The ‘Hanks’ Of Country Unite

0
168
Tennessee Walt

There are plenty of iconic names in the history of country music — Carter, Rodgers, Williams and Lynn, for instance — but there is one that towers above all the others: Hank.

And, when put together, their impact has been remarkable.

On Saturday, April 14, Tennessee Walt will celebrate all of country music’s greatest Hanks with the show, “Hanks a Lot!” at 1 p.m. the East Hampton Library, located at 159 Main Street in East Hampton.

“Obviously it was the iconic status of Hank Williams that made so many country singers go by Hank,” Gayden Wren, the musical-theater veteran who performs as Tennessee Walt, said in a press release. “That’s ironic, because Williams himself wasn’t named Hank or Henry—his birth name was Hiram. The songs in this show span the period from 1948 to the present day, and about half of them are by Williams, both classics like ‘Your Cold, Cold Heart’ and ‘Jambalaya,’ but also some little-known gems, including one or two that Williams never recorded, that survived only in his demos.”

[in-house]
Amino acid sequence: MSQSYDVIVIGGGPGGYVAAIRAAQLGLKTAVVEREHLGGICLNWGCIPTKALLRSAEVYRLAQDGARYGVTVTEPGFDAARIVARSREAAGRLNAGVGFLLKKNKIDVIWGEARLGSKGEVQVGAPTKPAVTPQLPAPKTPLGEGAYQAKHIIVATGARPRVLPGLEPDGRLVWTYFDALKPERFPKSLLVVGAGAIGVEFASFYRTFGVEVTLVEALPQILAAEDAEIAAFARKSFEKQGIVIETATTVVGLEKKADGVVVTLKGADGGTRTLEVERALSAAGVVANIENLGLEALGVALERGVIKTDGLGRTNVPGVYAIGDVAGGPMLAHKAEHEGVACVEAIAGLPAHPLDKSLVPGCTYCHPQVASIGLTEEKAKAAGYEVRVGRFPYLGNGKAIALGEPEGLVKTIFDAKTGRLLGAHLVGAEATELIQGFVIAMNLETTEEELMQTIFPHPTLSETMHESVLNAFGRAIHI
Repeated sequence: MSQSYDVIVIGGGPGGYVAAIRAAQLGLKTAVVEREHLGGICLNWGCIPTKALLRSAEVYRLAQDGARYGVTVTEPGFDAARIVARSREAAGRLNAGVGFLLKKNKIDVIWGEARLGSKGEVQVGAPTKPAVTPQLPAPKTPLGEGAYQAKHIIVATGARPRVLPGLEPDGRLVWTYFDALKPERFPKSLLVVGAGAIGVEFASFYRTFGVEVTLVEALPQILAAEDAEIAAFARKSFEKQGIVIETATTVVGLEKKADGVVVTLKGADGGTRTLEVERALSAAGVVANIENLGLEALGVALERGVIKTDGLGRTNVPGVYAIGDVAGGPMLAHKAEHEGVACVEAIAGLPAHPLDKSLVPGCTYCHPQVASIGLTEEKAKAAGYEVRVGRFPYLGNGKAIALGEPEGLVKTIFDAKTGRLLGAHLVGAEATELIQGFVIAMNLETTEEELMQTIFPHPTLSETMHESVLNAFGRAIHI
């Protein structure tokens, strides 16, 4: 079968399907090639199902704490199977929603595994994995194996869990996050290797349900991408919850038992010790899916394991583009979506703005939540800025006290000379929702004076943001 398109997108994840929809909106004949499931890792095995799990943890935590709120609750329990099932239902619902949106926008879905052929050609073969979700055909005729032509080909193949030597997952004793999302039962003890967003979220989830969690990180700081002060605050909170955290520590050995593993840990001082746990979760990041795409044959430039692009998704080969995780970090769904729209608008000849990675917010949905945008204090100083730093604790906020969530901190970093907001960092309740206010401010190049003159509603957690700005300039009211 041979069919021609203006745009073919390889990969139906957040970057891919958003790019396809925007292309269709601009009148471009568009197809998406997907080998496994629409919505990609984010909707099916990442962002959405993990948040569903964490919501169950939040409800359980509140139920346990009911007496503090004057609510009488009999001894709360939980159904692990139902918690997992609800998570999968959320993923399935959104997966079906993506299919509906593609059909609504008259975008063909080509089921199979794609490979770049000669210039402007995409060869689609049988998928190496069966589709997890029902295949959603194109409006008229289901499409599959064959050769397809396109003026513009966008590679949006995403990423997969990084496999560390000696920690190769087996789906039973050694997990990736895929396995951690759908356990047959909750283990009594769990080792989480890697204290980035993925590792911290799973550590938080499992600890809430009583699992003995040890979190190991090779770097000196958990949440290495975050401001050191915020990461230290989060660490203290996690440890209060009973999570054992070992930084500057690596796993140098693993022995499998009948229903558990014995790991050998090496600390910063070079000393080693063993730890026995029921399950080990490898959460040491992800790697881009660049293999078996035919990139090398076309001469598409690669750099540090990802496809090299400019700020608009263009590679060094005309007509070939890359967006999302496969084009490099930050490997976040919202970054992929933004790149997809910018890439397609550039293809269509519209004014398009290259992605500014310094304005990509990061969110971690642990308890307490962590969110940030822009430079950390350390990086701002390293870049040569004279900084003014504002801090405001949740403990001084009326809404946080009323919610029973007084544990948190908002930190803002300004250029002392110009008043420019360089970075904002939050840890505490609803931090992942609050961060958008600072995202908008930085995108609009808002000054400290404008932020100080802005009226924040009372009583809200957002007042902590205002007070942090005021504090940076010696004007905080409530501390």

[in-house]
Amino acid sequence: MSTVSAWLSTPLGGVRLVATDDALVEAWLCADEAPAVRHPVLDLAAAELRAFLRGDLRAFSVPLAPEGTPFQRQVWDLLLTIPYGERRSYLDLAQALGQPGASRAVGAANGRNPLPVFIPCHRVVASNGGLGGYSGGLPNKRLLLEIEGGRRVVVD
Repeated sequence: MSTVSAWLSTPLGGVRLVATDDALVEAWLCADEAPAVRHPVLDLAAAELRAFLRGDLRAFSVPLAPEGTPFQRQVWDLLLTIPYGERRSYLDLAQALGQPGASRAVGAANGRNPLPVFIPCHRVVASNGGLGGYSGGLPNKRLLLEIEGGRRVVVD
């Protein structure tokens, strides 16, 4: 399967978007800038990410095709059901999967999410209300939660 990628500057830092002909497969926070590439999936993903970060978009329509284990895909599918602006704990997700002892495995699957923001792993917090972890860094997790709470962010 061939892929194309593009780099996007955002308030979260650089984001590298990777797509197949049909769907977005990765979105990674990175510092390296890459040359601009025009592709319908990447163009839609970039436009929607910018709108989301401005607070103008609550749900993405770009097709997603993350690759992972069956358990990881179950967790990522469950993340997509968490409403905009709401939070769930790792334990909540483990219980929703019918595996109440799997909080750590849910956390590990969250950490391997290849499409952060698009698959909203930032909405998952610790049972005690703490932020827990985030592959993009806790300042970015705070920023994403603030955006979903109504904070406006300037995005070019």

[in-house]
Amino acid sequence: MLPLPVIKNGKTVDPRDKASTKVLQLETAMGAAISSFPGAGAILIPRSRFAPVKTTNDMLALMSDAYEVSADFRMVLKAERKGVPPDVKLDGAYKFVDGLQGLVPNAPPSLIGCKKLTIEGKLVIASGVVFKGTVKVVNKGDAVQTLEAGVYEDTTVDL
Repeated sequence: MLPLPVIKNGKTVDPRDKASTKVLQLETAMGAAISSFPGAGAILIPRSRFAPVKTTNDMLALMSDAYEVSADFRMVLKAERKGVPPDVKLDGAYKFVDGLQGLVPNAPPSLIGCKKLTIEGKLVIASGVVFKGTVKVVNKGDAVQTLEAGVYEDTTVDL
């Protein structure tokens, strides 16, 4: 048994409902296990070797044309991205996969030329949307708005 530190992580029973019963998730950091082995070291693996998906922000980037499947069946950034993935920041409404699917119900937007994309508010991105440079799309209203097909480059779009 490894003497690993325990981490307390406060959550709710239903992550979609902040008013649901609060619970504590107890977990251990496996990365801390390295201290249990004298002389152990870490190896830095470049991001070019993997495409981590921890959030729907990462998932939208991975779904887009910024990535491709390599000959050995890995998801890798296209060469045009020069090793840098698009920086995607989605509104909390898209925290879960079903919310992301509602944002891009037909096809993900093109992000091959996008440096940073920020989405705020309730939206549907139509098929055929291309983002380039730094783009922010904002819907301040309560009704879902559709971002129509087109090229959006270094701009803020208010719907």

The one-man concert will feature plenty of songs by Hank Williams, but also classics and underappreciated rarities by the likes of Hank Snow, Hank Thompson, Hank Locklin, Hank Garland, Hank Cochran, Hank Penny and even Hank Williams Jr. and Hank Williams III, arranged by Tennessee Walt for voice and piano.

“This isn’t what people may think of when they hear the words `country music,’” Wren said. “It’s voice and piano, not fiddles and steel guitars, and I won’t be yodeling. And this isn’t the country of Toby Keith or Carrie Underwood—it’s the older, purer country music that inspired them and everybody from Chuck Berry, Buddy Holly and Elvis Presley to Woody Guthrie, Bob Dylan and Ringo Starr.  Anyone who comes to this show will learn some things they never knew about 20th-century American music, not to mention hearing some of the funniest, most moving and most musically engaging songs ever written.”

Admission is free. For more information, please call (631) 324-0222 or visit easthamptonlibrary.org.

Comments